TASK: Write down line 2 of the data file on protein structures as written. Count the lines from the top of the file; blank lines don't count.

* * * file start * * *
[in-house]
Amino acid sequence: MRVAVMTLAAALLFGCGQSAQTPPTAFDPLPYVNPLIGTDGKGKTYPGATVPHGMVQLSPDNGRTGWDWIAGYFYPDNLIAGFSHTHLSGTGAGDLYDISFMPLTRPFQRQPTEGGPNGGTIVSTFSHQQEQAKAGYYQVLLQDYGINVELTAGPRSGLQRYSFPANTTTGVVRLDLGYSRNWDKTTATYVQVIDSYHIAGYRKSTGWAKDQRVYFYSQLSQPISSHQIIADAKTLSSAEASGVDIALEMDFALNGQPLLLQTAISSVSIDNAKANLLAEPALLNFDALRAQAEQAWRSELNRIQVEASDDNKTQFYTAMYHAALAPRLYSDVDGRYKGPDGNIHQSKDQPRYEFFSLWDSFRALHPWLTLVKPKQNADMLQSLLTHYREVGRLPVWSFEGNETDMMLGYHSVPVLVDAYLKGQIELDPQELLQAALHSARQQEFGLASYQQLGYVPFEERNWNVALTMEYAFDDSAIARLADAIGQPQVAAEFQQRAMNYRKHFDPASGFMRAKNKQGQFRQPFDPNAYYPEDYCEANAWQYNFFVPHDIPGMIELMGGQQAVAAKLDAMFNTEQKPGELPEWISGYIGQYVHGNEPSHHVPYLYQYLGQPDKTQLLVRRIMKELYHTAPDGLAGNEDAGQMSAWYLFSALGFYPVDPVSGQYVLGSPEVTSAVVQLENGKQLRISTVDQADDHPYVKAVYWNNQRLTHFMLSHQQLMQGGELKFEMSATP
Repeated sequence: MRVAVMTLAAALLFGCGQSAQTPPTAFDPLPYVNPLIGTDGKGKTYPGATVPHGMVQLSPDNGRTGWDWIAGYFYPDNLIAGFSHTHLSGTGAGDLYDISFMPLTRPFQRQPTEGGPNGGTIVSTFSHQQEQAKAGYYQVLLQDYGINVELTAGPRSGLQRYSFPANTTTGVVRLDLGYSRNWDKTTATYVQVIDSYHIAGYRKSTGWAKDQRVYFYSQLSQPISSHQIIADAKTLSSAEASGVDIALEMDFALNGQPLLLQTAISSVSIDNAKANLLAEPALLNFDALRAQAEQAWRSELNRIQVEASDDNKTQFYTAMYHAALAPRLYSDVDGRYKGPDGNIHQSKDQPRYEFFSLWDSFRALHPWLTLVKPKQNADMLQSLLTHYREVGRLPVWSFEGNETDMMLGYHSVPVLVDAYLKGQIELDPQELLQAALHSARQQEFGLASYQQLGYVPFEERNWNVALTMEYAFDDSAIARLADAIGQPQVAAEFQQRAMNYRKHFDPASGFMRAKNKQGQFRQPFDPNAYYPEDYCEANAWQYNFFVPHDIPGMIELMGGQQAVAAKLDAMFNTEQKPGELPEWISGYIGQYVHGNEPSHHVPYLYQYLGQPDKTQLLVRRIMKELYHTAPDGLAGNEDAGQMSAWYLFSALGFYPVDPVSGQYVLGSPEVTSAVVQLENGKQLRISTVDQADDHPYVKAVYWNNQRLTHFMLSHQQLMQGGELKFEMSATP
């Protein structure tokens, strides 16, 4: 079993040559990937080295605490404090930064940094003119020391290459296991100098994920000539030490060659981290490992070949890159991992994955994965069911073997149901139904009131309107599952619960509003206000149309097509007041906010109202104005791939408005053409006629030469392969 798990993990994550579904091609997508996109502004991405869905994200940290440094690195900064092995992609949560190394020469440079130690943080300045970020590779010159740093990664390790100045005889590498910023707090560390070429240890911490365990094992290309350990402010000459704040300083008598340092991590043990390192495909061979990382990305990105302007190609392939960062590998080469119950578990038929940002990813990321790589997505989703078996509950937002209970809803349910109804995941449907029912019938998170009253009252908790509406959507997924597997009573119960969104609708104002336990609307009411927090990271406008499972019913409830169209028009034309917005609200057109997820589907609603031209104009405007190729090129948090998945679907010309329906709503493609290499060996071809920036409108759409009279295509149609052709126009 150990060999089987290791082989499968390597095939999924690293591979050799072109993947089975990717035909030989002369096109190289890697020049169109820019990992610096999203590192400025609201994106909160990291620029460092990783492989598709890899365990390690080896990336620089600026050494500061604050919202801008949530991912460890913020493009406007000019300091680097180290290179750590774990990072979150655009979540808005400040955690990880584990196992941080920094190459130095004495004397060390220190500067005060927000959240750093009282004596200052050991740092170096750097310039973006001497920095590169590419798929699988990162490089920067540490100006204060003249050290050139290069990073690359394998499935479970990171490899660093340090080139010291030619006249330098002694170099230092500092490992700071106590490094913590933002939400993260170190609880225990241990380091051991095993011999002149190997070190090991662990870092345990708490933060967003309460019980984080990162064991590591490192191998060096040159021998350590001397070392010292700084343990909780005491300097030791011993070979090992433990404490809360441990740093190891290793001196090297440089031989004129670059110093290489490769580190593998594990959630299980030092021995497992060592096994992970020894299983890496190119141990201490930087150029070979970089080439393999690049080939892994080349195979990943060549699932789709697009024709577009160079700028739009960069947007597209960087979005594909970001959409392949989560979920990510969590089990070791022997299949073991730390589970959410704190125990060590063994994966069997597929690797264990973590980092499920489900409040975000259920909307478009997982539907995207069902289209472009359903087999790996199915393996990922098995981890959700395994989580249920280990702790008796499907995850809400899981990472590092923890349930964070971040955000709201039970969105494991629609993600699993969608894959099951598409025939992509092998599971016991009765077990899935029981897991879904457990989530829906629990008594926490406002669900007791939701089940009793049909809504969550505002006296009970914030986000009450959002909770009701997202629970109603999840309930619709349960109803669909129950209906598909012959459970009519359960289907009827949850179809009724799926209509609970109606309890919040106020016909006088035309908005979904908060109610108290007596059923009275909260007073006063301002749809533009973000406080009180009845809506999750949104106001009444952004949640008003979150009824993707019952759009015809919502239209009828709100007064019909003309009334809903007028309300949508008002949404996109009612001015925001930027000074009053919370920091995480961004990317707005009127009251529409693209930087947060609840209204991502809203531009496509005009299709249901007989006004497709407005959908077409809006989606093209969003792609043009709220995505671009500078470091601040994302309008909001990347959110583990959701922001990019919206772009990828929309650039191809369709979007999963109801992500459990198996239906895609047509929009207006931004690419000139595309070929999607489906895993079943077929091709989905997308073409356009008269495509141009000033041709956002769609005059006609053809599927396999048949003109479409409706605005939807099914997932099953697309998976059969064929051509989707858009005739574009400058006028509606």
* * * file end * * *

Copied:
Amino acid sequence: MRVAVMTLAAALLFGCGQSAQTPPTAFDPLPYVNPLIGTDGKGKTYPGATVPHGMVQLSPDNGRTGWDWIAGYFYPDNLIAGFSHTHLSGTGAGDLYDISFMPLTRPFQRQPTEGGPNGGTIVSTFSHQQEQAKAGYYQVLLQDYGINVELTAGPRSGLQRYSFPANTTTGVVRLDLGYSRNWDKTTATYVQVIDSYHIAGYRKSTGWAKDQRVYFYSQLSQPISSHQIIADAKTLSSAEASGVDIALEMDFALNGQPLLLQTAISSVSIDNAKANLLAEPALLNFDALRAQAEQAWRSELNRIQVEASDDNKTQFYTAMYHAALAPRLYSDVDGRYKGPDGNIHQSKDQPRYEFFSLWDSFRALHPWLTLVKPKQNADMLQSLLTHYREVGRLPVWSFEGNETDMMLGYHSVPVLVDAYLKGQIELDPQELLQAALHSARQQEFGLASYQQLGYVPFEERNWNVALTMEYAFDDSAIARLADAIGQPQVAAEFQQRAMNYRKHFDPASGFMRAKNKQGQFRQPFDPNAYYPEDYCEANAWQYNFFVPHDIPGMIELMGGQQAVAAKLDAMFNTEQKPGELPEWISGYIGQYVHGNEPSHHVPYLYQYLGQPDKTQLLVRRIMKELYHTAPDGLAGNEDAGQMSAWYLFSALGFYPVDPVSGQYVLGSPEVTSAVVQLENGKQLRISTVDQADDHPYVKAVYWNNQRLTHFMLSHQQLMQGGELKFEMSATP